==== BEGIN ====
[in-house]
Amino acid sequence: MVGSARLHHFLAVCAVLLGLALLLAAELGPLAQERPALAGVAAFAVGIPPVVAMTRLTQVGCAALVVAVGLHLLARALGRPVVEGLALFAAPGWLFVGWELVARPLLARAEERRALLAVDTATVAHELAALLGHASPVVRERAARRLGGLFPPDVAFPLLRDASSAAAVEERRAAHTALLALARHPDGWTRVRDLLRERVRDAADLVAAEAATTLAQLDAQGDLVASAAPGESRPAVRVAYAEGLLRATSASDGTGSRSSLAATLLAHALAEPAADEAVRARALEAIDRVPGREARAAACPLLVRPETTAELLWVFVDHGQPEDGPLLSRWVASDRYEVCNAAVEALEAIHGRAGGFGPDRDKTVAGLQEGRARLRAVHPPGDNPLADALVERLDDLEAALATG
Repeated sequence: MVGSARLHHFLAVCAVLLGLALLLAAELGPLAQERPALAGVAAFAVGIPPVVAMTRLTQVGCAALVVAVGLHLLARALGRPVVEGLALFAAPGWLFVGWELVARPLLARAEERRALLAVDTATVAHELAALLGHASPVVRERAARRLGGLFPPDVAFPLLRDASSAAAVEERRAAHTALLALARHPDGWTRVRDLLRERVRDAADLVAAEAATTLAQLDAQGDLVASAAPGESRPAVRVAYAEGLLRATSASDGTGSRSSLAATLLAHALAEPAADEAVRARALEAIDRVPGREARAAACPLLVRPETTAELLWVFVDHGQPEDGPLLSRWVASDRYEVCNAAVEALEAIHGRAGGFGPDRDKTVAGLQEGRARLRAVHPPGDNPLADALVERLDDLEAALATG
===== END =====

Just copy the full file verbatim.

[in-house]
Amino acid sequence: MVGSARLHHFLAVCAVLLGLALLLAAELGPLAQERPALAGVAAFAVGIPPVVAMTRLTQVGCAALVVAVGLHLLARALGRPVVEGLALFAAPGWLFVGWELVARPLLARAEERRALLAVDTATVAHELAALLGHASPVVRERAARRLGGLFPPDVAFPLLRDASSAAAVEERRAAHTALLALARHPDGWTRVRDLLRERVRDAADLVAAEAATTLAQLDAQGDLVASAAPGESRPAVRVAYAEGLLRATSASDGTGSRSSLAATLLAHALAEPAADEAVRARALEAIDRVPGREARAAACPLLVRPETTAELLWVFVDHGQPEDGPLLSRWVASDRYEVCNAAVEALEAIHGRAGGFGPDRDKTVAGLQEGRARLRAVHPPGDNPLADALVERLDDLEAALATG
Repeated sequence: MVGSARLHHFLAVCAVLLGLALLLAAELGPLAQERPALAGVAAFAVGIPPVVAMTRLTQVGCAALVVAVGLHLLARALGRPVVEGLALFAAPGWLFVGWELVARPLLARAEERRALLAVDTATVAHELAALLGHASPVVRERAARRLGGLFPPDVAFPLLRDASSAAAVEERRAAHTALLALARHPDGWTRVRDLLRERVRDAADLVAAEAATTLAQLDAQGDLVASAAPGESRPAVRVAYAEGLLRATSASDGTGSRSSLAATLLAHALAEPAADEAVRARALEAIDRVPGREARAAACPLLVRPETTAELLWVFVDHGQPEDGPLLSRWVASDRYEVCNAAVEALEAIHGRAGGFGPDRDKTVAGLQEGRARLRAVHPPGDNPLADALVERLDDLEAALATG